Why write? Why add to the tumult of the world? Your competition is fierce … from television, film, video, all social media, from the books of other writers living and dead. There currently exists in America an insidious numbness to literature. It is increasingly difficult to publish what is called “literary fiction”; even the best-seller market is not what it was. Stacks of books are returned to warehouses every day, even those blockbuster books publishing houses rely upon to finance more serious, less lucrative books. And how have we, as writers of that literature, become increasingly alienated from the soul of our culture? How have we become so nearly unnecessary? In other parts of the world, to be a writer is to place yourself in physical peril; your words might invite your own death. In other parts of the world, to be a writer is a heroic vocation, for which you may be imprisoned, tortured, “disappeared.” On the other hand, thousands of people may assemble to listen to you; as a poet you may be elected to the highest political office. In parts of this world, the power of language is still deeply connected to the soul of the people. Whitman’s work was initially met with indifference. By the time of his death he was regarded as a genius and a saint or a derelict and degenerate, depending on your stand. He was in no way dismissible.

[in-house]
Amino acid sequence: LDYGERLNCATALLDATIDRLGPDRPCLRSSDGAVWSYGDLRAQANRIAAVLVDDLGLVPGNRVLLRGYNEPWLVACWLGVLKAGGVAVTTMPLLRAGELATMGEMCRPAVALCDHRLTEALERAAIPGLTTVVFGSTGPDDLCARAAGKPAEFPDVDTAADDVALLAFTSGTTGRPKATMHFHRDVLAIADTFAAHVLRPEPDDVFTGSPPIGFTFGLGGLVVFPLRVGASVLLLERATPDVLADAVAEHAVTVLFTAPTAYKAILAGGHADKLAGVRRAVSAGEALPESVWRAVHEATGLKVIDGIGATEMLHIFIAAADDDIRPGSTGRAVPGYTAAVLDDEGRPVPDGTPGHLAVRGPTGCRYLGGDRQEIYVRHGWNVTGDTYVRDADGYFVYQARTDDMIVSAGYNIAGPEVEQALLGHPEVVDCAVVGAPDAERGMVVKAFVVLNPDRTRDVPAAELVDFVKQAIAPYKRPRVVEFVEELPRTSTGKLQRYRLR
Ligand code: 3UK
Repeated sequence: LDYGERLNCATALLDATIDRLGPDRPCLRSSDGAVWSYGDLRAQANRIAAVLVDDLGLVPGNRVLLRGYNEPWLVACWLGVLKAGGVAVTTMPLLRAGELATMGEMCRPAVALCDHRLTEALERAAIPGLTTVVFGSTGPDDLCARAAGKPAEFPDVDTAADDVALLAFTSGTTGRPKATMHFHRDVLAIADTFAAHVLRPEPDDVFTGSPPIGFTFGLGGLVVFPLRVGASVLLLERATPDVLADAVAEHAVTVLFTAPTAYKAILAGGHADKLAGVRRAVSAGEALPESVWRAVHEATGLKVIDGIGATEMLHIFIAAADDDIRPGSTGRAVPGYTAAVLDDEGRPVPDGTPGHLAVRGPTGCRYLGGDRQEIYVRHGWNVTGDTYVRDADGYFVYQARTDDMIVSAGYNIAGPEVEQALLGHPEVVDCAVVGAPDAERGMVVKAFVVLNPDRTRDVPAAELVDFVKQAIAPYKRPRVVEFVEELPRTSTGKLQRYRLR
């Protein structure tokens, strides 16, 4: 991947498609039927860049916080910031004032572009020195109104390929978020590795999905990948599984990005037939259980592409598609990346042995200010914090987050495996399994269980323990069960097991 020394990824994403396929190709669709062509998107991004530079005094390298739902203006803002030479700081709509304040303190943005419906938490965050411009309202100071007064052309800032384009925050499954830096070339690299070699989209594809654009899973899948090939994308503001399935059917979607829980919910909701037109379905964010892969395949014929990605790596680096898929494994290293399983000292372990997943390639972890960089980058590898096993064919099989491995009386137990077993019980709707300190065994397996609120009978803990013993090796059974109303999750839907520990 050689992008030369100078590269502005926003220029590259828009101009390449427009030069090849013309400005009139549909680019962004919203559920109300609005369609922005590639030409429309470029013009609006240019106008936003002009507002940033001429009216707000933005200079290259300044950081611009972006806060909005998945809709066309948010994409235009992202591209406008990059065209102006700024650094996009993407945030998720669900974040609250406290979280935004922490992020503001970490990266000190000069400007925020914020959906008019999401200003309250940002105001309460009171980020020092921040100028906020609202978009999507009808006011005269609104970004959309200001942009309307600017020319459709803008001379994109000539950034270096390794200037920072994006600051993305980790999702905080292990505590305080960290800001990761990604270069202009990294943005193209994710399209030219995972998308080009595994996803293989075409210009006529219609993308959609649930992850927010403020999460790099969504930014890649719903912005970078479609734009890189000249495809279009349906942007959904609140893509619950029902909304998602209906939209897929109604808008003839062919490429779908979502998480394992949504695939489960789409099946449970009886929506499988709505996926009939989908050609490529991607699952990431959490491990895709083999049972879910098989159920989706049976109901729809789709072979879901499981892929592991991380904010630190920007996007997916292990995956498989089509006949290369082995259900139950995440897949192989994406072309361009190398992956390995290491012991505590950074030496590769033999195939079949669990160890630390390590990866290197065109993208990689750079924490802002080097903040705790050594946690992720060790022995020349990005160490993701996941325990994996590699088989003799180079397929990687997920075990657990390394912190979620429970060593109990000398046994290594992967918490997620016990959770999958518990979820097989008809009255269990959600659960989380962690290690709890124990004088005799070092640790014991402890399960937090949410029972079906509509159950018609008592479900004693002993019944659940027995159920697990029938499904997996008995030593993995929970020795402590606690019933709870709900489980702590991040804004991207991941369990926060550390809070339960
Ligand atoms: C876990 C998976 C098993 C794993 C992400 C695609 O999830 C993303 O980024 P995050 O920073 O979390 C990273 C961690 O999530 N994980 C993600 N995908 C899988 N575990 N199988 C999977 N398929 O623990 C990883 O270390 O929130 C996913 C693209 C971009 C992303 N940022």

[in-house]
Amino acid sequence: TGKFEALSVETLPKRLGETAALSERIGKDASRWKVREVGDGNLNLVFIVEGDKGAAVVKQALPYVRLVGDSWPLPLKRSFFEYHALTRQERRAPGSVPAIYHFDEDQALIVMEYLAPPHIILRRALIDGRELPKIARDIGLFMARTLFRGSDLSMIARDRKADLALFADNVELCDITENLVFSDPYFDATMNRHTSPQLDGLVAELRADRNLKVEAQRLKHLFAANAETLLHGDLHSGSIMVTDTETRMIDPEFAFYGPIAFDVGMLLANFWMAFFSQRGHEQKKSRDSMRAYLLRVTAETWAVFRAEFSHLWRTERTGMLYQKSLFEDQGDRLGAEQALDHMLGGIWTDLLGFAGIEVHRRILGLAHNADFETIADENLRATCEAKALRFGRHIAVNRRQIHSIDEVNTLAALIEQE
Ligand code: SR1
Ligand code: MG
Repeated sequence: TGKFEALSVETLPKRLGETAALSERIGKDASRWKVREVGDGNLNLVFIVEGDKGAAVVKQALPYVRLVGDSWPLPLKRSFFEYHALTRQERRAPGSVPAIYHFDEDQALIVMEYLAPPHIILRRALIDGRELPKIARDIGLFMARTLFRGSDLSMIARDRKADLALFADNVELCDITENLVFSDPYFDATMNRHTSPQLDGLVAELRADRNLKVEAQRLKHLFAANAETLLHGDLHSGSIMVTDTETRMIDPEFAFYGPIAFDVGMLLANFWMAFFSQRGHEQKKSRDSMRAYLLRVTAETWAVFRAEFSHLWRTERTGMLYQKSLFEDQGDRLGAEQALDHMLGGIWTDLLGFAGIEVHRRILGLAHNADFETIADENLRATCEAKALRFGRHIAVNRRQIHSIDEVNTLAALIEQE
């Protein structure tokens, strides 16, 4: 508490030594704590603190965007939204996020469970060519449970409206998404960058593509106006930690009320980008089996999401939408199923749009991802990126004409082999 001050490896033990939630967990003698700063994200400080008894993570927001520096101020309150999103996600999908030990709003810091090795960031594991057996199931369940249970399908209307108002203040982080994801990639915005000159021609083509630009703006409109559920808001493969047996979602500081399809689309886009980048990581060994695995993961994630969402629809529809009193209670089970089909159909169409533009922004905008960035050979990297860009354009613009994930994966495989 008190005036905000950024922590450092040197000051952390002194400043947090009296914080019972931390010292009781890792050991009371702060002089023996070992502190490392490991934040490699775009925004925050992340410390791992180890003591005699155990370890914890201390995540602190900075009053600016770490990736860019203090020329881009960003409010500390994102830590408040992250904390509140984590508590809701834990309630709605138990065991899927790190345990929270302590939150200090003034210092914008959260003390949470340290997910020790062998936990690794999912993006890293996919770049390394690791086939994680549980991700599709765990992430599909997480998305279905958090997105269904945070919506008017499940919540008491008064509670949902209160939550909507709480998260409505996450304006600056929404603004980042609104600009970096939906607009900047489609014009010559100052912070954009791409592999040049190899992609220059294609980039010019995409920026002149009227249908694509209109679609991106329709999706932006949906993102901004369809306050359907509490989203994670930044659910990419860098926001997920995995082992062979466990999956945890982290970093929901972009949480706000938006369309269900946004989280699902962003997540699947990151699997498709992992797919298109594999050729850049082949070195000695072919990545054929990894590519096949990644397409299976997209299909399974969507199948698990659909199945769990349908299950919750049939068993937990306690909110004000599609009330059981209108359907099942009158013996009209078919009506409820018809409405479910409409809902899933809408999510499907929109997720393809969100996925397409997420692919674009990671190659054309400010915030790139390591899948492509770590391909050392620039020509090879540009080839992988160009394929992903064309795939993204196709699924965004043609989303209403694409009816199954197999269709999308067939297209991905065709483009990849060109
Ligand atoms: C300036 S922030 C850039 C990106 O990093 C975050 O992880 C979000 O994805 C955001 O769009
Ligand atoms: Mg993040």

In a sentiment that calls to mind poet Mark Strand’s memorable meditation on the artist’s task and Annie Dillard’s assertion that “writers serve as the memory of a people,” Pritchard adds:

We are in danger, I believe, of becoming accustomed to indifference, of being kept within writing workshops, conferences, and seminars where we write and read to a dwindling, closed circle of admirers. Nearly resigned to this peripheral fate, we are then tempted to take ourselves too seriously as far as ego recognition goes, in terms of literary prizes, grants, and publications in journals, yet not seriously enough as essential witnesses to our time.